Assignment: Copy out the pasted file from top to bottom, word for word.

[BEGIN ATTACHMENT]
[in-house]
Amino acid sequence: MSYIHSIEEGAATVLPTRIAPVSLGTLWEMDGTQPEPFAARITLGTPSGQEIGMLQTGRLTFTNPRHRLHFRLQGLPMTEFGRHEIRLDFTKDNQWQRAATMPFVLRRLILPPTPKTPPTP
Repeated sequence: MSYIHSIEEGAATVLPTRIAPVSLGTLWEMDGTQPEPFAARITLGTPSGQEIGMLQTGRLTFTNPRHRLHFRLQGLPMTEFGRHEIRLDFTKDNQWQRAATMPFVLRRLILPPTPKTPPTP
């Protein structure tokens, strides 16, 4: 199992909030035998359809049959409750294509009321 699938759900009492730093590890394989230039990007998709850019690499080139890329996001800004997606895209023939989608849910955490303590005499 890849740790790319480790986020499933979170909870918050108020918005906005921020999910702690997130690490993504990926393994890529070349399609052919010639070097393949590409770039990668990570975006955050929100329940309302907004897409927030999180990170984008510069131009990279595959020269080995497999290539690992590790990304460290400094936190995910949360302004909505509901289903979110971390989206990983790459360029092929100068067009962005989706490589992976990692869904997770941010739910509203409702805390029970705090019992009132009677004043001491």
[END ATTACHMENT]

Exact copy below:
[in-house]
Amino acid sequence: MSYIHSIEEGAATVLPTRIAPVSLGTLWEMDGTQPEPFAARITLGTPSGQEIGMLQTGRLTFTNPRHRLHFRLQGLPMTEFGRHEIRLDFTKDNQWQRAATMPFVLRRLILPPTPKTPPTP
Repeated sequence: MSYIHSIEEGAATVLPTRIAPVSLGTLWEMDGTQPEPFAARITLGTPSGQEIGMLQTGRLTFTNPRHRLHFRLQGLPMTEFGRHEIRLDFTKDNQWQRAATMPFVLRRLILPPTPKTPPTP
């Protein structure tokens, strides 16, 4: 199992909030035998359809049959409750294509009321 699938759900009492730093590890394989230039990007998709850019690499080139890329996001800004997606895209023939989608849910955490303590005499 890849740790790319480790986020499933979170909870918050108020918005906005921020999910702690997130690490993504990926393994890529070349399609052919010639070097393949590409770039990668990570975006955050929100329940309302907004897409927030999180990170984008510069131009990279595959020269080995497999290539690992590790990304460290400094936190995910949360302004909505509901289903979110971390989206990983790459360029092929100068067009962005989706490589992976990692869904997770941010739910509203409702805390029970705090019992009132009677004043001491």